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Harrison Wind

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Harrison Wind: Torrey Craig

Last season Torrey Craig averaged 20 minutes per game in the regular season but was bumped up to 23.6 per contest in the playoffs and ended up starting 11 of Denver's 14 postseason matchups. He entered the starting lineup for Game 4 of the Nuggets' first round series against the Spurs in place of Will Barton and never left Denver's first five throughout the remainder of the postseason. Barton's strong regular season combined with Gary Harris' All-NBA worthy defense this year gives Craig more roadblocks towards entering the starting five during the playoffs if they do get played this season -- although I still wouldn't rule it out especially if Denver finds itself in dire circumstances -- but he could still play a big role in the postseason.

Craig is averaging only 17.4 minutes per game this season, which a slight reduction from last year's average and makes sense considering Michael Porter Jr.'s presence in the rotation who Craig ceded minutes too. But check out how Craig played against the Rockets, Denver's presumptive first-round opponent if the postseason begins with the current playoff seeding in place.

Nov. 20 vs. Houston: 19 minutes (came off the bench)

Dec. 31 at Houston: 21 minutes (started for an injured Gary Harris)

Jan. 22 at Houston: 27 minutes (started for an injured Gary Harris)

Jan. 26 vs. Houston: 31 minutes (started for an injured Jamal Murray)

Even at full health, the Nuggets will need strong defenders if Denver draws a matchup against Houston (Russell Westbrook, James Harden), Dallas (Luka Doncic), Utah (Donovan Mitchell, Bojan Bogdanovic), Oklahoma City (Chris Paul) and the Clippers (Kawhi Leonard, Paul George) and Lakers (LeBron James). I think Michael Malone calls Craig's number often.

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Jamal Murray, Will Barton and Vlatko Cancar took part in workouts at the Nuggets' reopened practice facility this week. But workouts are currently far from normal.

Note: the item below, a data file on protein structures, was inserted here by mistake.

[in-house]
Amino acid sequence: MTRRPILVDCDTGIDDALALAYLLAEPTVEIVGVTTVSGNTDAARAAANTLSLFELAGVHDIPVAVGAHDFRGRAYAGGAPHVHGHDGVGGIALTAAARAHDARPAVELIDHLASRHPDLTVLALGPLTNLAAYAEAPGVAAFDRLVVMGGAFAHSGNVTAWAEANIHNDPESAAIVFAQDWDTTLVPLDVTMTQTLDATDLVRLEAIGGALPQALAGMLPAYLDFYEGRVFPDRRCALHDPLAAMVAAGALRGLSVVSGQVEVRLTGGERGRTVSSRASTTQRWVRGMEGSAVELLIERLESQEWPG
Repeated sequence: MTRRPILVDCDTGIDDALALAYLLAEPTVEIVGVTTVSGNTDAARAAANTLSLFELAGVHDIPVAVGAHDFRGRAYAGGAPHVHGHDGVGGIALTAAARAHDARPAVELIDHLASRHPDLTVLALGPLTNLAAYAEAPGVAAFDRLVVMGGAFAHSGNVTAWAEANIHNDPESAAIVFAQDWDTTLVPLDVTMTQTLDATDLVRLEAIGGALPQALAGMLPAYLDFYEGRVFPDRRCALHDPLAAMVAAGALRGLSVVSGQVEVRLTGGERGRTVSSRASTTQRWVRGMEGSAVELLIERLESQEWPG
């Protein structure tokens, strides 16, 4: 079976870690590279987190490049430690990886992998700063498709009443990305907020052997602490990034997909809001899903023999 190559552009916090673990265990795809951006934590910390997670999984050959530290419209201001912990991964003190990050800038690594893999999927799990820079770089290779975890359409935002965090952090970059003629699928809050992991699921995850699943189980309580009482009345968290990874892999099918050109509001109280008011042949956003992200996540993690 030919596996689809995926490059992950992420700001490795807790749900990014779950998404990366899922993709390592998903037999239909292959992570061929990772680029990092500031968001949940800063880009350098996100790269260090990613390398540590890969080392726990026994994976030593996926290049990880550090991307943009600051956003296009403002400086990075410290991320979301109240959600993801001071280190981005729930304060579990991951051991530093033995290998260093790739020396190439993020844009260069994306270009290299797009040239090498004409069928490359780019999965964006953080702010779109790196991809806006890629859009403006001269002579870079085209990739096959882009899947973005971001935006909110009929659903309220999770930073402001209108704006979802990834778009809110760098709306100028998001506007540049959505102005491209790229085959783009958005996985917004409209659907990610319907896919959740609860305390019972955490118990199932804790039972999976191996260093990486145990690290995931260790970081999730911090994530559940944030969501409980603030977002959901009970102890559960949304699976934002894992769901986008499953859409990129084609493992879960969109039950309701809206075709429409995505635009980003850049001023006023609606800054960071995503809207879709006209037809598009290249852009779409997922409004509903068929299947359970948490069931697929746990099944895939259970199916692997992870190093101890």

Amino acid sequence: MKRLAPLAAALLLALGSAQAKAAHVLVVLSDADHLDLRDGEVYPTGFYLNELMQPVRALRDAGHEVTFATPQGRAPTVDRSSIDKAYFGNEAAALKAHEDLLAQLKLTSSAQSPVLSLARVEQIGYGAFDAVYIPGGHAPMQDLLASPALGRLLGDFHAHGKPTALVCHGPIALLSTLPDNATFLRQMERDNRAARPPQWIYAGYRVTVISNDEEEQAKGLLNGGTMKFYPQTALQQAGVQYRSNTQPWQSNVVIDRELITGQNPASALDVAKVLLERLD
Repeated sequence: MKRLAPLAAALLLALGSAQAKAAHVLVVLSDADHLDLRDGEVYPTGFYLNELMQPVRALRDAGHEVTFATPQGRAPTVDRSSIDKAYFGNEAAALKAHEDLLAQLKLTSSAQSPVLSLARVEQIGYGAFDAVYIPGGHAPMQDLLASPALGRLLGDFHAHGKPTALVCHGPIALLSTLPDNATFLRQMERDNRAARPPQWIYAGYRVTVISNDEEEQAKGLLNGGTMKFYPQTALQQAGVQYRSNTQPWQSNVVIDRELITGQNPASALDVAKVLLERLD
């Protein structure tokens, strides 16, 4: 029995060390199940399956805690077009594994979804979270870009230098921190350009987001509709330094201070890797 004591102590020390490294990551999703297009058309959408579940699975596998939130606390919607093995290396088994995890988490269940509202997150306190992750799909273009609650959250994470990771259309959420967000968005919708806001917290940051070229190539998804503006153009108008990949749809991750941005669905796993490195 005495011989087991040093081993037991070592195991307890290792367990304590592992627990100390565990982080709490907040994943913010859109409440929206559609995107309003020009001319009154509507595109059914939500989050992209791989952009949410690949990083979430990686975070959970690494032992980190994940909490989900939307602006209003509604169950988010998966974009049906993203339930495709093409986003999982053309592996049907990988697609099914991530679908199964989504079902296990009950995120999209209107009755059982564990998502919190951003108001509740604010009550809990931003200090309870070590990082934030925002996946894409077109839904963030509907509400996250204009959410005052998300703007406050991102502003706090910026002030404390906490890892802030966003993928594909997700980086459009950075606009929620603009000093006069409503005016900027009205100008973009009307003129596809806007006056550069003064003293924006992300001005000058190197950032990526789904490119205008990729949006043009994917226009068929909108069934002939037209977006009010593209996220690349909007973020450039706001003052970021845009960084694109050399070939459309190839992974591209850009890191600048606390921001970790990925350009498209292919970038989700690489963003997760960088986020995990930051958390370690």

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What’s your hottest Nikola Jokic take? On the latest DNVR Nuggets Podcast, Adam Mares, Harrison Wind, Brendan Vogt, Eric Wedum (D-Line), and Andy Bailey of Bleacher Report and the Hardwood Knocks podcast discuss their hottest takes about the Nuggets’ big man that they actually kind of believe. Then, The Steps. Subscribe to Andy’ Hardwood Knocks podcast here! DON’T FORGET TO…

Adam Mares: Michael Porter Jr

This hiatus is a double-edged sword for MPJ. On the one hand, it is a bit tragic that he waited two years to get back on the basketball court only to have his return to action cut short by the pandemic.  On the other hand, the 10th man in a 9.5 man rotation on a title-contending team is a difficult spot to find yourself when you are as talented as Porter. There's so much to learn in such a short window of time with almost no chance to catch your breath once things get rolling. It's like a new test everyday but with no time in between to study.

Porter is easily one of the seven most talented players on the Denver Nuggets roster but he is far and away the most inexperienced. In his debut season, he often struggled to remember plays, even those that were called for him to be the primary focus. On the defensive end, he was slow to read his assignments, often bungling a switch or rotation.

Porter would be wise to spend his quarantine by memorizing the playbook. It isn't enough to just become familiar with each play from the small forward spot, if Porter wants a spot in the rotation when the season returns he'll have to understand each player's role on the court during each action. Defensively, daily reminders of the team's schemes, rules, and assignments through film study should sharpen his understanding.

Do that, and Porter will find himself in the rotation when the season returns. Fail to do so, and the Nuggets will likely enter an accelerated end of season and playoff without him.